On Thursday, U.S. Department of Homeland Security Secretary Janet Napolitano visited Canberra, Australia, to celebrate the 70th Anniversary Commemoration of the Battle of the Coral Sea (related to World War II). She also came to sign agreements, including one to “improve information sharing between the United States and Australia.” During her trip, she spoke at the Australian National University and her speech (DHS html; archive pdf) focused on “Achieving Security and Privacy.” She focused on highlighting similar goals between the two countries while skimming past the differences in the countries’ privacy-protective laws and programs. Here’s an excerpt from her prepared remarks:
So today, I would like to talk about some of these security challenges, and specifically, to express my belief that we can, and we will, meet them … while simultaneously protecting civil rights and privacy.
As we work to meet evolving threats, we must protect our values, including the rights, liberties, and privacy of our peoples.
After all, everything we do to combat terrorism and violent extremism is rooted in the fundamental objective to secure for future generations the values and way of life that our countries share.
Privacy has long been one of these core values. […]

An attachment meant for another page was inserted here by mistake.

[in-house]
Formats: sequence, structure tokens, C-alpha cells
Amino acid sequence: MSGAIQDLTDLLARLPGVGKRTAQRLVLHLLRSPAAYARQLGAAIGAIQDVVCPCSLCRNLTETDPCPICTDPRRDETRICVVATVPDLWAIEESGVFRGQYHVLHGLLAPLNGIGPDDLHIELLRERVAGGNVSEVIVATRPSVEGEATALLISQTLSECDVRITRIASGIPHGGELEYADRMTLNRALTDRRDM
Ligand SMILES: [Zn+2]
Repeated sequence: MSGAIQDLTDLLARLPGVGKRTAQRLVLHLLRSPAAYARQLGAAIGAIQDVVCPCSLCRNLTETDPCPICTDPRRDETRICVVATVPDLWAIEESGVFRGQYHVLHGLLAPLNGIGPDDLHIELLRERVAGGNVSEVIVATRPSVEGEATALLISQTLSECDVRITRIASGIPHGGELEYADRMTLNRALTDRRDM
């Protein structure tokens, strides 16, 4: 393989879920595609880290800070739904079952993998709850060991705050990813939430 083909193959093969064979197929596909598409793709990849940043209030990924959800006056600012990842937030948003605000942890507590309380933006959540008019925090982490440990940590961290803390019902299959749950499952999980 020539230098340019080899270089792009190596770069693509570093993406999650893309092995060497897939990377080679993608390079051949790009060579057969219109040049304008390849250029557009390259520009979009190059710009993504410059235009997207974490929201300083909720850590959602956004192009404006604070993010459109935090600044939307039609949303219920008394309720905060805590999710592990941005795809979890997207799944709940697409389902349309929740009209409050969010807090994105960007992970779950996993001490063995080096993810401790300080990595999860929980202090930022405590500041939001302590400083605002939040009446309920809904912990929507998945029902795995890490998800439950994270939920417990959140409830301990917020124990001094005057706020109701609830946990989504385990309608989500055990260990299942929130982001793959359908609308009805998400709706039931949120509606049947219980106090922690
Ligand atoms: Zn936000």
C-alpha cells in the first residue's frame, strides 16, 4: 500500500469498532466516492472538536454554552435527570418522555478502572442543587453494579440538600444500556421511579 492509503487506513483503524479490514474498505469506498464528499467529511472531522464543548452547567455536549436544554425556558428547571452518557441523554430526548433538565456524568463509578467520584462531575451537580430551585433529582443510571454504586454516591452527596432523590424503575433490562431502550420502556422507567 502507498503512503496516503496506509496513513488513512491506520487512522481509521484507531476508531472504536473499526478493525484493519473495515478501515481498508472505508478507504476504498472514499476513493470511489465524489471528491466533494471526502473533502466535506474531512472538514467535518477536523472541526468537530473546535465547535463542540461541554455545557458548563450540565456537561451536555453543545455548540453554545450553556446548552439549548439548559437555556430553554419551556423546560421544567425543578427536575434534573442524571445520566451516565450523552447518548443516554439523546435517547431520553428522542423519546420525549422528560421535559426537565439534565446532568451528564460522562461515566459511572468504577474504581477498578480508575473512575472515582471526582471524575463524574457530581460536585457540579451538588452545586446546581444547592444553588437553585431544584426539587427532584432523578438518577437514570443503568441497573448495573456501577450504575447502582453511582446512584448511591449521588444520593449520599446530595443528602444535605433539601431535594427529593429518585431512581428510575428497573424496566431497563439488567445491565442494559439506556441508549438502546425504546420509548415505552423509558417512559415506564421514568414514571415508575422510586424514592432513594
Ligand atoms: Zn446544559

Too often, in my view, however, we view the relationship between security and privacy as similar to a scale. If we emphasize one, we must diminish the other. We talk…mistakenly… about how to “balance” the two.
But I don’t like the word “balance” because I think we have to cast aside the notion that our liberty and our security are two opposing values that are on the opposite sides of a seesaw, that when one is up the other necessarily must be down.
The plain fact of the matter is that you cannot live free if you live in fear. Security is a prerequisite if we wish to exercise the rights we cherish. So in this way, our security and our liberty are not mutually exclusive. They are mutually reinforcing.
Of course, our countries have different frameworks for privacy and individual rights. Our constitutional protections work in different ways. But we should remember that our values are more broadly similar than they are different.